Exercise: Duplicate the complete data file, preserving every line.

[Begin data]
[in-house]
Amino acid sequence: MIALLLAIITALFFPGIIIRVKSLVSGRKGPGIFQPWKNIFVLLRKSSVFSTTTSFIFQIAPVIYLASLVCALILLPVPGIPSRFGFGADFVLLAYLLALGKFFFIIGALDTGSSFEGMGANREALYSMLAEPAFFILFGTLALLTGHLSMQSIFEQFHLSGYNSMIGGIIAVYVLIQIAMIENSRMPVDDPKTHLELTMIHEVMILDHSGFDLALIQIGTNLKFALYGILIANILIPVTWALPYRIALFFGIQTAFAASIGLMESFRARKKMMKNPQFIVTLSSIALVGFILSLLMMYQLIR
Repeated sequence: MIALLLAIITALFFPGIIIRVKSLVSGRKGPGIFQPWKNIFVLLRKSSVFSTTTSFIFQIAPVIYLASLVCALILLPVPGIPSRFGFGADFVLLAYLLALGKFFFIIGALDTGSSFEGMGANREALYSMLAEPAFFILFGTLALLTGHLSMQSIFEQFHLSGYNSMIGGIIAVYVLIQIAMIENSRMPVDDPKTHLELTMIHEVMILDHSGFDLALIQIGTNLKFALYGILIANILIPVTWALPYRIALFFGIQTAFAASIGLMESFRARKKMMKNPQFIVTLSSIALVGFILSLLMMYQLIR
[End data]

[in-house]
Amino acid sequence: MIALLLAIITALFFPGIIIRVKSLVSGRKGPGIFQPWKNIFVLLRKSSVFSTTTSFIFQIAPVIYLASLVCALILLPVPGIPSRFGFGADFVLLAYLLALGKFFFIIGALDTGSSFEGMGANREALYSMLAEPAFFILFGTLALLTGHLSMQSIFEQFHLSGYNSMIGGIIAVYVLIQIAMIENSRMPVDDPKTHLELTMIHEVMILDHSGFDLALIQIGTNLKFALYGILIANILIPVTWALPYRIALFFGIQTAFAASIGLMESFRARKKMMKNPQFIVTLSSIALVGFILSLLMMYQLIR
Repeated sequence: MIALLLAIITALFFPGIIIRVKSLVSGRKGPGIFQPWKNIFVLLRKSSVFSTTTSFIFQIAPVIYLASLVCALILLPVPGIPSRFGFGADFVLLAYLLALGKFFFIIGALDTGSSFEGMGANREALYSMLAEPAFFILFGTLALLTGHLSMQSIFEQFHLSGYNSMIGGIIAVYVLIQIAMIENSRMPVDDPKTHLELTMIHEVMILDHSGFDLALIQIGTNLKFALYGILIANILIPVTWALPYRIALFFGIQTAFAASIGLMESFRARKKMMKNPQFIVTLSSIALVGFILSLLMMYQLIR